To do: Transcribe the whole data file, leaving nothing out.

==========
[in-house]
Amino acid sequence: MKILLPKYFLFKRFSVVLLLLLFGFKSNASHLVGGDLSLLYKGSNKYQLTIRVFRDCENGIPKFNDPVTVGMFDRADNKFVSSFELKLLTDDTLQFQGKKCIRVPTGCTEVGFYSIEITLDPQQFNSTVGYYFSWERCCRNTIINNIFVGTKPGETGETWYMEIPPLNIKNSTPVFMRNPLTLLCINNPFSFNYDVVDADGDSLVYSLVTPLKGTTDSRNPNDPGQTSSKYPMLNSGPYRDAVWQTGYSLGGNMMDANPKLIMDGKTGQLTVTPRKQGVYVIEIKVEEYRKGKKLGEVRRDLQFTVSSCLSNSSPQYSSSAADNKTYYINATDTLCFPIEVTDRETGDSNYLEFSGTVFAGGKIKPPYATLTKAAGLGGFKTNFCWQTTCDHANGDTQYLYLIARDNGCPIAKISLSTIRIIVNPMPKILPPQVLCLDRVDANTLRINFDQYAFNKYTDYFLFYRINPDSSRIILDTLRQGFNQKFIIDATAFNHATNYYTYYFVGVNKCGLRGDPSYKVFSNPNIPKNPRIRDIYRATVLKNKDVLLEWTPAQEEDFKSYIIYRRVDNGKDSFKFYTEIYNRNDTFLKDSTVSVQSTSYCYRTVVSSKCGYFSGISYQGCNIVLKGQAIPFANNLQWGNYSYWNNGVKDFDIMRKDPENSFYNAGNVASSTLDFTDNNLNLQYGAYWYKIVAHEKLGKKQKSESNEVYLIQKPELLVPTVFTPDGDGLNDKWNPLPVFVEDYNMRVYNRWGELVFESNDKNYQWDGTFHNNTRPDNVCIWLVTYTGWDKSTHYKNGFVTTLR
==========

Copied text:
[in-house]
Amino acid sequence: MKILLPKYFLFKRFSVVLLLLLFGFKSNASHLVGGDLSLLYKGSNKYQLTIRVFRDCENGIPKFNDPVTVGMFDRADNKFVSSFELKLLTDDTLQFQGKKCIRVPTGCTEVGFYSIEITLDPQQFNSTVGYYFSWERCCRNTIINNIFVGTKPGETGETWYMEIPPLNIKNSTPVFMRNPLTLLCINNPFSFNYDVVDADGDSLVYSLVTPLKGTTDSRNPNDPGQTSSKYPMLNSGPYRDAVWQTGYSLGGNMMDANPKLIMDGKTGQLTVTPRKQGVYVIEIKVEEYRKGKKLGEVRRDLQFTVSSCLSNSSPQYSSSAADNKTYYINATDTLCFPIEVTDRETGDSNYLEFSGTVFAGGKIKPPYATLTKAAGLGGFKTNFCWQTTCDHANGDTQYLYLIARDNGCPIAKISLSTIRIIVNPMPKILPPQVLCLDRVDANTLRINFDQYAFNKYTDYFLFYRINPDSSRIILDTLRQGFNQKFIIDATAFNHATNYYTYYFVGVNKCGLRGDPSYKVFSNPNIPKNPRIRDIYRATVLKNKDVLLEWTPAQEEDFKSYIIYRRVDNGKDSFKFYTEIYNRNDTFLKDSTVSVQSTSYCYRTVVSSKCGYFSGISYQGCNIVLKGQAIPFANNLQWGNYSYWNNGVKDFDIMRKDPENSFYNAGNVASSTLDFTDNNLNLQYGAYWYKIVAHEKLGKKQKSESNEVYLIQKPELLVPTVFTPDGDGLNDKWNPLPVFVEDYNMRVYNRWGELVFESNDKNYQWDGTFHNNTRPDNVCIWLVTYTGWDKSTHYKNGFVTTLR